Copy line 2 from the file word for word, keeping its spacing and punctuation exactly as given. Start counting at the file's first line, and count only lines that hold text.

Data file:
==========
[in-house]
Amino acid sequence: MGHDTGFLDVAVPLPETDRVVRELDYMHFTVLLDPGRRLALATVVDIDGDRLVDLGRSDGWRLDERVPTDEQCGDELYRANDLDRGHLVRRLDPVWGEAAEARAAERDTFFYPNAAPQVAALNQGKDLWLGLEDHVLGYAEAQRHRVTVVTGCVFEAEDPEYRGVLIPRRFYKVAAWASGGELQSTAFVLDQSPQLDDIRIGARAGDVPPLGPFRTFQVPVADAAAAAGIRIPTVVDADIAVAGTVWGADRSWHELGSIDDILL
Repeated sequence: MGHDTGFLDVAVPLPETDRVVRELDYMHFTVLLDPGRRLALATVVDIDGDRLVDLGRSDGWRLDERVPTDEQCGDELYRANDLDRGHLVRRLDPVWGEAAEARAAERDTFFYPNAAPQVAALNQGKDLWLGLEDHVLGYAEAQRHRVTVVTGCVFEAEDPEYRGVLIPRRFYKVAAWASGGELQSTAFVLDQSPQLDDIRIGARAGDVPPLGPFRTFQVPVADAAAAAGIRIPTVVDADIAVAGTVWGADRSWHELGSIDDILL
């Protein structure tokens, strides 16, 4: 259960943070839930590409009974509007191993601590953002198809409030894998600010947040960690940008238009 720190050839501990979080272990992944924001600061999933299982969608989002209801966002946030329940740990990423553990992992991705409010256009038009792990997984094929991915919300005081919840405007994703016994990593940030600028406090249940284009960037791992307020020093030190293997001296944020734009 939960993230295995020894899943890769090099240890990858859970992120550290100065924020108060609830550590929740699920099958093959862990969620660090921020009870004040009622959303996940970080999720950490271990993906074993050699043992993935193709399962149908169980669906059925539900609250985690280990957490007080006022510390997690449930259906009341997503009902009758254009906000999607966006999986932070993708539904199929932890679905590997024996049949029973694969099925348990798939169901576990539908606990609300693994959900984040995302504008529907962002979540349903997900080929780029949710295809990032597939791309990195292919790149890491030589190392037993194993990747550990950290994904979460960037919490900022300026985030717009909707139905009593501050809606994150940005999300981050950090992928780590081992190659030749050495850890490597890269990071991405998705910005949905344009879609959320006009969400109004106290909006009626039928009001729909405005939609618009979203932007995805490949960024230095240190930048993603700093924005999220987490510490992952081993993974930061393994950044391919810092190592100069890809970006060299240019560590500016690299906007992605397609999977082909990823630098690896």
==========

Amino acid sequence: MGHDTGFLDVAVPLPETDRVVRELDYMHFTVLLDPGRRLALATVVDIDGDRLVDLGRSDGWRLDERVPTDEQCGDELYRANDLDRGHLVRRLDPVWGEAAEARAAERDTFFYPNAAPQVAALNQGKDLWLGLEDHVLGYAEAQRHRVTVVTGCVFEAEDPEYRGVLIPRRFYKVAAWASGGELQSTAFVLDQSPQLDDIRIGARAGDVPPLGPFRTFQVPVADAAAAAGIRIPTVVDADIAVAGTVWGADRSWHELGSIDDILL